But Galatian just denies what he wants to deny -- perhaps for his own purposes. And in doing so, is deceitful about what other Christians believe and Christian doctrine itself -- all the while claiming that religion and science must be kept separate.

    I don't give credence to much of anything he says now after watching him for so many years.
     
  13. Paul of Eugene

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    Helen, it's not possible to be "deceitful" about what other christians believe, because christians are such a diverse group that some christian somewhere is going to believe anything you could possibly specify!

    Galatian's ideas generally seem sound. If you don't like them, attack the science. Uncover evidence, for example, that frame shifting in plasmid dna really is fragile instead of robust like he asserted and show it to the world.
     
  14. The Galatian

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    The Barbarian actually earned a degree in bacteriology, unlike Spetner, who did not. His lack of expertise is obvious to anyone who understands bacteria. I'm not saying that because my credentials are better than Spetners (they are), but because he doesn't understand the issue.

    I've been studying in this area for almost 40 years now, and I have a degree in the field.

    I didn't say he was totally ignorant. I'm merely pointing out why a frameshift mutation in a bacterial plasmid is generally not harmful.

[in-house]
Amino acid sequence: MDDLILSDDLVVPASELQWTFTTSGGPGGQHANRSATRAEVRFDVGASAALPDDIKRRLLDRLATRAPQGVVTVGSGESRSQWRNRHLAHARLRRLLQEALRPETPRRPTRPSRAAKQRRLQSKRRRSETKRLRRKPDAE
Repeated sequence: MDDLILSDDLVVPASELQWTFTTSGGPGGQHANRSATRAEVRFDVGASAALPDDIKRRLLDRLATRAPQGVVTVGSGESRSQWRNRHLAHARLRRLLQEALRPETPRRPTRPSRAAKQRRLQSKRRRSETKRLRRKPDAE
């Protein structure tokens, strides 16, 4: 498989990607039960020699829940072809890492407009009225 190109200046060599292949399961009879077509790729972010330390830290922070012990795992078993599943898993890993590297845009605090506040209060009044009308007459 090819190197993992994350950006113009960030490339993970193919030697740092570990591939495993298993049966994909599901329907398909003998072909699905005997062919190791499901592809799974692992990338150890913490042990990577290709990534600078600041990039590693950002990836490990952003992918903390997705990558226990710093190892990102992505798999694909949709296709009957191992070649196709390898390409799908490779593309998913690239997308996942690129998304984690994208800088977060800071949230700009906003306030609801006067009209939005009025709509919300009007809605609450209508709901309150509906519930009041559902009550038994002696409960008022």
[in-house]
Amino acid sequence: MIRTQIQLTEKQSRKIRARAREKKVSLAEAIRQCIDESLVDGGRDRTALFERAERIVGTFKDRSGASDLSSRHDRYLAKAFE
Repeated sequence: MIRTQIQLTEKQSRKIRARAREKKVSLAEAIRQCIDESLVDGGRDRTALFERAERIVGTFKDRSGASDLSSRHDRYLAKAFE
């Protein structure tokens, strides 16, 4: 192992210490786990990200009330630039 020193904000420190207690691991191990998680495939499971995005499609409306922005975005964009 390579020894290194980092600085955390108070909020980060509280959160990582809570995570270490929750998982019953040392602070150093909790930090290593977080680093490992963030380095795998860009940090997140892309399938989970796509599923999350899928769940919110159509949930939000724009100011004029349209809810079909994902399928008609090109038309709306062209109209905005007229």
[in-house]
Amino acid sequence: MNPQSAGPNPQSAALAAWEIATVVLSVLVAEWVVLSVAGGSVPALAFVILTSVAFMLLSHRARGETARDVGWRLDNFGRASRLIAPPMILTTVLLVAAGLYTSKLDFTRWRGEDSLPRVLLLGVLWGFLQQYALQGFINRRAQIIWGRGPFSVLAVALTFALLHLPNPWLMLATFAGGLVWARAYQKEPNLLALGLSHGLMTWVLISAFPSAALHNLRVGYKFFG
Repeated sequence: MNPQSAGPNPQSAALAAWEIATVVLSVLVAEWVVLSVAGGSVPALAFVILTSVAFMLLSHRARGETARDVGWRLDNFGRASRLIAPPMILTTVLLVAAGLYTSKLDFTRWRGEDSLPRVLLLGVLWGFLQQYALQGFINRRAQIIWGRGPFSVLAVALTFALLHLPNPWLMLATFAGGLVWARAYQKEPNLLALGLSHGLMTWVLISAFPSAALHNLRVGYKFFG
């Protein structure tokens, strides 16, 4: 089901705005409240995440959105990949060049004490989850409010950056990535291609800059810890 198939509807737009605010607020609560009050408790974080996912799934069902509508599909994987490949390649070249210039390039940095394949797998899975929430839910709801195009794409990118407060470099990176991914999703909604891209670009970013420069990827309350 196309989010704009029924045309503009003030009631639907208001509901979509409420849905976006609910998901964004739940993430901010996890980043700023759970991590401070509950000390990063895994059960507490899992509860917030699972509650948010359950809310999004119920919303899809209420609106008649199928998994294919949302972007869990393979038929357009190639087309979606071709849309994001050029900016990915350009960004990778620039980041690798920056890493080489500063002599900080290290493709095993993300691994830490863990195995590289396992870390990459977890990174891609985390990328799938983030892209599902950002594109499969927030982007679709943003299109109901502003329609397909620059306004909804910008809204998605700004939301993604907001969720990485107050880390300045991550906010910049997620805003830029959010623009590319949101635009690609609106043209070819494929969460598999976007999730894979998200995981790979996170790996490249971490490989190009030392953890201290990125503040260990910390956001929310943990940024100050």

Sorry. If Spetner is saying what you seem to be implying that he is, then he's ignorant about framshifts in bacterial plasmids. And that was the question.

    Giving the same answer to the same question is not considered a bad thing in science. But I've given you on this board, a great deal of information that is well-documented. I'm not sure what you think assailing me personally is going to do to help Spetner.

    Actually having earned a degree in bacteriology, I assure you that I do know about this subject.

    Most folks deny what they want to. For their own purposes. Why would they deny what they don't want to, for purposes they didn't intend?

    No. There are indeed some Christians who believe in creationism. But that doesn't make it a Christian belief, any more than "no dancing" is a Christian belief.

    As you've seen, mixing supernatural and science gives you unworkable science and worse religion.

    It's good to be skeptical. I encourage you to check my assertions on your own. You'll find that they are correct.